18 thoughts on “Intermittent Fasting – Apparently The Science Doesn’t Matter.

  1. D00d, between forced bouts of intermittent fasting, and missing that dag-blame post exercise re-feeding window, how did paleo man ever survive, much less get swole? We’re so much smarter, now! 🙂

  2. I read the publication about the fasting incidence in the Crete population. That seems rather significant! But because it doesn’t fit into the paradigm, it’s ignored.

    If nothing else in this discussion about nutrition and weight loss that’s been going on in the blogosphere for the past few years, we’ve exposed the really, really awful science that’s been passed off as good science in this are for so long. As Gary Taubes says, nutritional “science” has been acting more like a cult than like science.

    The real benefit of that has been an increase in skepticism among those of us following this discussion. And that has motivated us to look more deeply into what’s actually going on. That’s an extremely…healthy!…trend.

    1. The dilemma is that we all fight for what we “know.” I’m as damned guilty of it anyone else. Further, when you recognize how little you know, it’s sometimes hard to be just a little humble. Perhaps it’s just me, but knowing how little I know can stifle my writing efforts because there is so much to take into account and I don’t want to sound like a yelling know-it-all cock. I’ve done this in the past; it was my modus operandi for quite a long while.

      The best we can do, perhaps, is to be humble when presenting evidence whilst leaving the sarcasm and humor for observations independent of data.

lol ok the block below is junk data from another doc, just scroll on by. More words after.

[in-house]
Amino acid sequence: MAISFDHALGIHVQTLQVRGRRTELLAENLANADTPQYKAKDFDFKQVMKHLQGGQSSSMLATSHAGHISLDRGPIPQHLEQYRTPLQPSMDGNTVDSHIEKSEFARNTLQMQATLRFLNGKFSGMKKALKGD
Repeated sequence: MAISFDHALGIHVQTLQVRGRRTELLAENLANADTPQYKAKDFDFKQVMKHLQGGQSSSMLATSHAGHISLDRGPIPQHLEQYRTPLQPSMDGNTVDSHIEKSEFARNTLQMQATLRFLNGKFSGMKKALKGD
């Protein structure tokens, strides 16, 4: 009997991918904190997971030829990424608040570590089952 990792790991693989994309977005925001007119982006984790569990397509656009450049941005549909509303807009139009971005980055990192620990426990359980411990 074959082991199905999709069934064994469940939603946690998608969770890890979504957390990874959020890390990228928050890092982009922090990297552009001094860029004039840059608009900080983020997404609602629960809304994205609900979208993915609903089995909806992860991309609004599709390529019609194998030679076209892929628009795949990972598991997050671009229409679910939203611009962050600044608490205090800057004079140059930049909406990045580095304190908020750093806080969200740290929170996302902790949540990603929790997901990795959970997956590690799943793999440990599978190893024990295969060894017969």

3. hey buddy, you beat me to the punch. I’m going to touch on this a bit here soon as well.

    and shame on you for feeding your dogs once per day. you’re going to turn kill their metalobizms. 😉

  4. I’m disappointed with the average person’s unwillingness to, at the very least, investigate further into unconventional information (like intermittent fasting). The information and research regarding IF is really no longer that obscure.

    Great post, Skyler.


  5. Thanks for the post. I’m digging the reference to “peer reviewed studies” and how that’s somehow not enough for those that will follow the myths and conjecture the rest of their short, pudgy days ^.^

  6. Skyler,

    Great post. I never heard about the details of the Mediterranean diet. The stuff is so complex that it gets boiled down for us in the masses, and we have no idea how poor the reasoning may be. I like the call for humility in the face of so much unknown and/or complex. Good stuff.


    1. Jeff,

      See my reply to Charles about this very point. I’m in 100% agreement.


  7. Awesome post! With so much available info out there it’s difficult to succinctly explain why something so “weird” is actually not “bad for you”. This post is presented well and the backup is easy to read. You also get credibility with IF being a component of the Mediteranean diet and everyone knows that’s healthy!

    1. Eric,

      Thanks for your comment. While not an exhaustive list by any stretch, the mentioned studies point to the mechanisms by which these changes may come about in obese and non-obese alike. These 5 studies also present a range of study design, from intervention to year-long observation and measure. All good things in my opinion.

      Thanks again for taking the time to leave a comment!